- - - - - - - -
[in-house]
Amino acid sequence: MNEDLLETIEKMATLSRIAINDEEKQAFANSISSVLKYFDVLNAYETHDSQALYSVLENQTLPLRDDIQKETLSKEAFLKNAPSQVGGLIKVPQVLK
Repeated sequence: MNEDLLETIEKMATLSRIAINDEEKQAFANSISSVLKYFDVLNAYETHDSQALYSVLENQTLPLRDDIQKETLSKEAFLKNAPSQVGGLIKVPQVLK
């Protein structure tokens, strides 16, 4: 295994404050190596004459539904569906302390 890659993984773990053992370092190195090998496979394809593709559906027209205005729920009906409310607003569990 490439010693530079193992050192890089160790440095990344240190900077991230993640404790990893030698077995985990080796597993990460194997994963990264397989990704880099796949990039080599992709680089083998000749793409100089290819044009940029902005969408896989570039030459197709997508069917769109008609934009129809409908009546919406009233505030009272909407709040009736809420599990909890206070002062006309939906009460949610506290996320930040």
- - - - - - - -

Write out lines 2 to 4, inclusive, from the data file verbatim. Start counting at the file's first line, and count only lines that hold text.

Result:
Amino acid sequence: MNEDLLETIEKMATLSRIAINDEEKQAFANSISSVLKYFDVLNAYETHDSQALYSVLENQTLPLRDDIQKETLSKEAFLKNAPSQVGGLIKVPQVLK
Repeated sequence: MNEDLLETIEKMATLSRIAINDEEKQAFANSISSVLKYFDVLNAYETHDSQALYSVLENQTLPLRDDIQKETLSKEAFLKNAPSQVGGLIKVPQVLK
């Protein structure tokens, strides 16, 4: 295994404050190596004459539904569906302390 890659993984773990053992370092190195090998496979394809593709559906027209205005729920009906409310607003569990 490439010693530079193992050192890089160790440095990344240190900077991230993640404790990893030698077995985990080796597993990460194997994963990264397989990704880099796949990039080599992709680089083998000749793409100089290819044009940029902005969408896989570039030459197709997508069917769109008609934009129809409908009546919406009233505030009272909407709040009736809420599990909890206070002062006309939906009460949610506290996320930040």